POLITICS

Taliban Tries To Exploit Trump Victory

Despite promises to pull troops, President Barack Obama will pass on responsibility for the U.S. role in Afghanistan to his successor.

10/11/2016 12:13 AM AEDT | Updated 10/11/2016 2:40 AM AEDT
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Anadolu Agency via Getty Images

WASHINGTON ― The radical Taliban insurgency in Afghanistan has responded to the surprise victory of Donald Trump, Reuters reported Wednesday morning. 

“Our message is that the Americans should draft a policy not to take away the independence and sovereignty of other nations,” the militant group said. “Most importantly, they should withdraw all their troops from Afghanistan.”

President Barack Obama has pledged to keep 8,400 U.S. troops in the country until the end of his term in January as part of a NATO mission to support the government there against the Taliban and other extremists. 

But the Taliban seems to be betting on Trump’s stated aversion to using U.S. force to help partners like the democratically elected Afghan government and his skepticism of the NATO alliance, which rushed to help the U.S. in its invasion of Afghanistan after Al-Qaeda members who had safe haven there succeeded in killing thousands of Americans on Sept. 11, 2001.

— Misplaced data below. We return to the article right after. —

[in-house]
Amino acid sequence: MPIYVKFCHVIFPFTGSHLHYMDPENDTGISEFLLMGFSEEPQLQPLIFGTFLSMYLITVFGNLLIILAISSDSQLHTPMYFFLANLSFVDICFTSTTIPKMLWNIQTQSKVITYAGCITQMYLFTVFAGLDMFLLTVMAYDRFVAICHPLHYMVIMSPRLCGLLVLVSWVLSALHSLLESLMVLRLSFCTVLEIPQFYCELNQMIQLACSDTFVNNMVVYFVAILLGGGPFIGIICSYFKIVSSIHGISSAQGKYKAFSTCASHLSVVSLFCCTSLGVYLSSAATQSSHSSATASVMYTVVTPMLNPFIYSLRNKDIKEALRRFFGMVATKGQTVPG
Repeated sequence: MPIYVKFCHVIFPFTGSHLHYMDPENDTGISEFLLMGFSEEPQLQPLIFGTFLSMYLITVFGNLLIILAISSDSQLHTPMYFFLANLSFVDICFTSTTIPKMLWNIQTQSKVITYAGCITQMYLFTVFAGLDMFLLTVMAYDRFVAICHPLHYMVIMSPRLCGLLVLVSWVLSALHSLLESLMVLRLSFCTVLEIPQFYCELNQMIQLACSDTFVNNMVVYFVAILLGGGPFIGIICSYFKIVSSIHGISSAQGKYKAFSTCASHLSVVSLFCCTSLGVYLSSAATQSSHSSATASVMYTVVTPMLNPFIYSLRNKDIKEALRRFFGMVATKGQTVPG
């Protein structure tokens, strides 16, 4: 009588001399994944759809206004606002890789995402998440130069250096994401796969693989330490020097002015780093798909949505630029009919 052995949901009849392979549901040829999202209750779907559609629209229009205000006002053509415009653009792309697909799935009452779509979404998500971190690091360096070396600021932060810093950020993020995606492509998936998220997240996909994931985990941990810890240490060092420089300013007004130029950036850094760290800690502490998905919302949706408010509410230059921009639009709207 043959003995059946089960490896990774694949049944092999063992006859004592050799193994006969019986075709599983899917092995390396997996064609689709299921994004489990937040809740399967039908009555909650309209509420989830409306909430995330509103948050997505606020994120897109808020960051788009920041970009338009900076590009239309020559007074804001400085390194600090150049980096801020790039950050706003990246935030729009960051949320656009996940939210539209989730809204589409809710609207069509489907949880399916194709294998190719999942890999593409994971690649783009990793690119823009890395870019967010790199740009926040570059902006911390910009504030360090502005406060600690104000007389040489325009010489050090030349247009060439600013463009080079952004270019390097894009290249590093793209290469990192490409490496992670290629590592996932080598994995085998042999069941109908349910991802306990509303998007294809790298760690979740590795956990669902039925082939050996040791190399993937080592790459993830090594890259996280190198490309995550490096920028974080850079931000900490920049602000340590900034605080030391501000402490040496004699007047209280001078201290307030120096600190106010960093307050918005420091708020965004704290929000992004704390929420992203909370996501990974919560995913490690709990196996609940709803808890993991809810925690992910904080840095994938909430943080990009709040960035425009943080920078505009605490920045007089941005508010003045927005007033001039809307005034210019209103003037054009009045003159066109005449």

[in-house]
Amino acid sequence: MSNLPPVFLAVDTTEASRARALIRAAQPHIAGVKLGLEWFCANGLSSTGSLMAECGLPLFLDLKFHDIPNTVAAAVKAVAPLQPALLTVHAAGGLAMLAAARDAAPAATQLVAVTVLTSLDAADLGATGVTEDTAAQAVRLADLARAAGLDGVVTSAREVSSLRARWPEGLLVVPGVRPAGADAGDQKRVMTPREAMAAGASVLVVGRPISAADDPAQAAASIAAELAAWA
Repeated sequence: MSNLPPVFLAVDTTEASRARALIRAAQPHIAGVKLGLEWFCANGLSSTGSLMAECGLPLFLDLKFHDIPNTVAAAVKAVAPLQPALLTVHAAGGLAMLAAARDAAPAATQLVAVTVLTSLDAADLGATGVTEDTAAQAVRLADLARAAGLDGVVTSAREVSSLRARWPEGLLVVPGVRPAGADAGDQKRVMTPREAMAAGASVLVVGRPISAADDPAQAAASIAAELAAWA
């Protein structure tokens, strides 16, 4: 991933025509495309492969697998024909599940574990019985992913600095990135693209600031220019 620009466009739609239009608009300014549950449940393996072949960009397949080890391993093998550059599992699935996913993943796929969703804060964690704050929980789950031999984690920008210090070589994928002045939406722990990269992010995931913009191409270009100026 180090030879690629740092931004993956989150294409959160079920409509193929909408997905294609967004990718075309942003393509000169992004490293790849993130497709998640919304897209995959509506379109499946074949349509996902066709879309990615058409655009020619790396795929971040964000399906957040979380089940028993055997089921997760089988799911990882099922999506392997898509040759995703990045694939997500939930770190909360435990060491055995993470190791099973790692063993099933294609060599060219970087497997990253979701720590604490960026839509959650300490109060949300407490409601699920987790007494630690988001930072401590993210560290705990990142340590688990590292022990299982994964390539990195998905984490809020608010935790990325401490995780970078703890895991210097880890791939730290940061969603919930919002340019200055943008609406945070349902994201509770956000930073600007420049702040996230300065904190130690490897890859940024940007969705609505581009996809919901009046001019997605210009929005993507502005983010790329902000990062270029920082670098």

The movement has tried to play on America’s political mood before. The group has used references to the Iraq War to tell Americans they should not be fighting it, saying U.S. citizens are regularly drawn into conflicts because of government conspiracies rather than their own interests. In September, Taliban leaders announced that they had watched the first presidential debate and been unimpressed with the candidates’ views.

Giving the group more leeway to operate in Afghanistan would be a mistake, analysts warn, because of their potential to bolster instability by massacring U.S.-friendly Afghans and minority communities, aid other militants targeting the West and reverse progress on human rights. Some Taliban figures seem to be open to moderating and reaching a U.S.-backed peace with the elected government, but it is unclear how much of the movement shares that view. As the group has achieved major successes in recent years, its hardliners may be more emboldened and less likely to negotiate ― or, conversely, keen to lock in gains with a deal while they can.

Trump has not outlined a detailed Afghanistan policy, and he has flip-flopped on whether he believes the U.S. attack on the al Qaeda-supporting Taliban government that ruled until 2001 was even a good idea.

However, contrary to the militants’ wishes, he has said he wants to keep American troops there.

“That thing will collapse in about two seconds after they leave,” he told CNN last month.

Ten U.S. service members have died in Afghanistan this year.

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